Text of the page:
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Welfare Reform on the Web (October 2007): Social care - overseas

How to develop a research culture in a human services organization: integrating research and practice with service and policy development

F. Gardner and C. Nunan

Qualitative Social Work, vol.6, 2007, p. 335-351

Human service organisations are being expected to develop increasingly sophisticated understanding and use of research and evaluation by government and non-government funding bodies. Such research and evaluation are seen as a condition of funding for specific projects. This article explores La Trobe University Social Work Department's experience of seeking to generate a research culture in St Luke's Anglicare, a major human service organisation covering the Loddon Mallee region of Victoria, Australia, through a collaborative action research project.

Is there really a Scandinavian social service model? A comparison of childcare and elderly care in six European countries

D. Rauch

Acta Sociologica, vol.50, 2007, p. 249-269

In recent years, the idea of a unique Scandinavian social service model has found widespread acceptance in comparative social policy. Two aspects of this model are stressed: its universalism and its capacity to facilitate gender equality by means of defamilialisation of care tasks. The analyses in this paper cast doubt on this view. Results show that only Denmark achieves high coverage levels in both public childcare and elder care provision. In Norway elder care coverage is high and childcare coverage relatively low; in Sweden the opposite is true. At the same time France and the Netherlands in part exceed Scandinavian countries in universal service provision. In terms of defamilialisation, again only Denmark reaches high levels in both service fields. Sweden, Norway and France have an above average value in one of the two service fields and a below average value in the other. In the Netherlands, care defamilialisation capacity is low in childcare and slightly below average in elder care.

Keeping our word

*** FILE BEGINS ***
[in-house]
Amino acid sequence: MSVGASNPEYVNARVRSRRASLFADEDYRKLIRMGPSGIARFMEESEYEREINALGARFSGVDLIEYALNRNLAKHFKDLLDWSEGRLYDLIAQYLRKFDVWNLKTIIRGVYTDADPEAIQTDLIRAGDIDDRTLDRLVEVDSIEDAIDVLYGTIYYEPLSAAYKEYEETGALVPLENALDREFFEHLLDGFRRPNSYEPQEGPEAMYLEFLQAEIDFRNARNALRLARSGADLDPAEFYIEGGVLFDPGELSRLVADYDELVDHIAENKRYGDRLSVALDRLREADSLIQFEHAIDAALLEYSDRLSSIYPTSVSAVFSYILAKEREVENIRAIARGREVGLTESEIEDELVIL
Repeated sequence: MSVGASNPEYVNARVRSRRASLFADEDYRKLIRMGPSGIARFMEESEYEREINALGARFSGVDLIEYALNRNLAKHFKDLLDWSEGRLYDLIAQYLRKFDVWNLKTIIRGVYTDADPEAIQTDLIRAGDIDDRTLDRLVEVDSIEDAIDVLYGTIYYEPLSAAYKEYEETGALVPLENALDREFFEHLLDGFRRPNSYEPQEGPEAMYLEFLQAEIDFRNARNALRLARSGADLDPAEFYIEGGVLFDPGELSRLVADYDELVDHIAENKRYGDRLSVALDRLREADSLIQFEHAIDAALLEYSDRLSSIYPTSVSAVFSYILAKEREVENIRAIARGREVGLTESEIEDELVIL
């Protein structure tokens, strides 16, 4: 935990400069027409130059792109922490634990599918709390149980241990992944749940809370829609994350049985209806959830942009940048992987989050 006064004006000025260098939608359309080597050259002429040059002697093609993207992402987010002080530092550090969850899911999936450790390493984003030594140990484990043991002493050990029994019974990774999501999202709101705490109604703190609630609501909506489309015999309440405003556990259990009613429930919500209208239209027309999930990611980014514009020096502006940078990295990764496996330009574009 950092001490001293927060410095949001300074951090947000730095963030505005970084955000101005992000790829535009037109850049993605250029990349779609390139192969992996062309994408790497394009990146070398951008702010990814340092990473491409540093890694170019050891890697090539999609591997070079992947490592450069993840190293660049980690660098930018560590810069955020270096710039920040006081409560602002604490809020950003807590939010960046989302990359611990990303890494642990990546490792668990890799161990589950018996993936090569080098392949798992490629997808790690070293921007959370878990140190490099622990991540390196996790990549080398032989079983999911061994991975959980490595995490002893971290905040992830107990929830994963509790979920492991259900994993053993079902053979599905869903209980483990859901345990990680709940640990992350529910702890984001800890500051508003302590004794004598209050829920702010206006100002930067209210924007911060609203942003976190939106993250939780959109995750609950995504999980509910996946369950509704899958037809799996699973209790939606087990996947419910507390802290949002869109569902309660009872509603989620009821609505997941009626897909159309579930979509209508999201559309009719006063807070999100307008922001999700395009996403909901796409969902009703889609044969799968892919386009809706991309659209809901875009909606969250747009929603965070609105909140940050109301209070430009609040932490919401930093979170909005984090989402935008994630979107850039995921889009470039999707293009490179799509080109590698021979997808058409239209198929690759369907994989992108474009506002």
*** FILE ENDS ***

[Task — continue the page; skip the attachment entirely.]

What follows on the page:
F. De Luca

Professional Social Work, Sept. 2007, p. 12-13

The author argues that the International Millennium Development Goals aimed at reducing poverty, hunger and disease adopted by the United Nations are central to social work values. The profession needs to campaign continuously for the achievement of these goals. This article summarises progress to date and identifies challenges faced in achieving the vision.

The prospects for caring: economic theory and policy analysis

S. Himmelweit

Cambridge Journal of Economics, vol. 31, 2007, p. 581-599

This theoretical paper examines the implications of three distinguishing features of caring that are not easily encompassed in traditional economic thinking. Firstly, care is the development of a relationship, not the production of an output; this has implications for the extent to which productivity in caring can rise without affecting its quality. Secondly, care needs, responsibilities for meeting them and the resources to do so are unequally distributed and tend not to go together; this has implications for the extent to which public provision of care or support for carers will be required if socially determined care needs are to be met. Thirdly, social and personal norms, which vary across societies, affect perceptions of who is seen to need care, who has responsibility for meeting those needs, and how care should be delivered; this has implications for how family members are currently cared for in different countries and the political consensus about when and how the state should be involved in ensuring that different types of care needs are met.

Social work in Pakistan: preliminary insights

J.R. Graham, A. Al-Krenawi and S. Zaidi

International Social Work, vol. 50, 2007, p. 627-640

The social work profession emerged in Western Europe and North America in the early twentieth century and was transplanted into colonised countries in the inter-war years. After World War II schools of social work proliferated in developing countries, but their teaching was based on Western cultural assumptions. Social work as practiced in the developing world is therefore incompatible with cultural, economic, political and social realities. Little is known about current efforts to make social work in Pakistan culturally responsive to the communities that it serves. This article provides some insights from interviews with seven practitioners with longstanding experience of social work in Pakistan.

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